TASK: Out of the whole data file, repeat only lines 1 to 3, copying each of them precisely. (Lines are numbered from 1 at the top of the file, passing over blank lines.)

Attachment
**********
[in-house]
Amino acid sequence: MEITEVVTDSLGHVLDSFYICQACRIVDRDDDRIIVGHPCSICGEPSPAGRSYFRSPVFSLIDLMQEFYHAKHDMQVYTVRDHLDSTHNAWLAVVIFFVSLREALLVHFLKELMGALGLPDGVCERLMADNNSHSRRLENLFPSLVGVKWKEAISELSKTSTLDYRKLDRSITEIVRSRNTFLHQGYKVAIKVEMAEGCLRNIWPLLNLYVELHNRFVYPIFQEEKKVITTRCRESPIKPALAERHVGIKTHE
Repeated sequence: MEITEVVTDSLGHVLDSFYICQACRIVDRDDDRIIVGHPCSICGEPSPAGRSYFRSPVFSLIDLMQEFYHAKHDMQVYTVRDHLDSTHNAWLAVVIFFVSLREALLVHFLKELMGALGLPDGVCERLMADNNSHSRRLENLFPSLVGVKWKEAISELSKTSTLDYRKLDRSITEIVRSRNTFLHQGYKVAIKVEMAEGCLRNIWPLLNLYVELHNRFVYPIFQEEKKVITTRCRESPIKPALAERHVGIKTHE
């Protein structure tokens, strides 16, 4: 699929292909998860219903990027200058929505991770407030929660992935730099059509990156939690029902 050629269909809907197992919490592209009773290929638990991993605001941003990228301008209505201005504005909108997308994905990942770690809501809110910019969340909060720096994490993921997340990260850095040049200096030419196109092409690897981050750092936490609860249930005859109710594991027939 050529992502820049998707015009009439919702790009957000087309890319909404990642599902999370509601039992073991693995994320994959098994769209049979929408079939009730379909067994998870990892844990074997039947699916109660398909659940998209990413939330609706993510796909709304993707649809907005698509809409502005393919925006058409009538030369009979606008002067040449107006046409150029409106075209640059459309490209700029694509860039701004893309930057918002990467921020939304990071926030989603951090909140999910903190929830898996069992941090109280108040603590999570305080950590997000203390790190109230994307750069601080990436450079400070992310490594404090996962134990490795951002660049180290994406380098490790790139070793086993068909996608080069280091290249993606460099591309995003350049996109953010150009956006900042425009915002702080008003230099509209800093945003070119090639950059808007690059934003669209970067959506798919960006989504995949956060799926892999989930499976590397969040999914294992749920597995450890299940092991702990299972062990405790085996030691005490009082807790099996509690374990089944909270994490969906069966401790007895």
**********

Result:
[in-house]
Amino acid sequence: MEITEVVTDSLGHVLDSFYICQACRIVDRDDDRIIVGHPCSICGEPSPAGRSYFRSPVFSLIDLMQEFYHAKHDMQVYTVRDHLDSTHNAWLAVVIFFVSLREALLVHFLKELMGALGLPDGVCERLMADNNSHSRRLENLFPSLVGVKWKEAISELSKTSTLDYRKLDRSITEIVRSRNTFLHQGYKVAIKVEMAEGCLRNIWPLLNLYVELHNRFVYPIFQEEKKVITTRCRESPIKPALAERHVGIKTHE
Repeated sequence: MEITEVVTDSLGHVLDSFYICQACRIVDRDDDRIIVGHPCSICGEPSPAGRSYFRSPVFSLIDLMQEFYHAKHDMQVYTVRDHLDSTHNAWLAVVIFFVSLREALLVHFLKELMGALGLPDGVCERLMADNNSHSRRLENLFPSLVGVKWKEAISELSKTSTLDYRKLDRSITEIVRSRNTFLHQGYKVAIKVEMAEGCLRNIWPLLNLYVELHNRFVYPIFQEEKKVITTRCRESPIKPALAERHVGIKTHE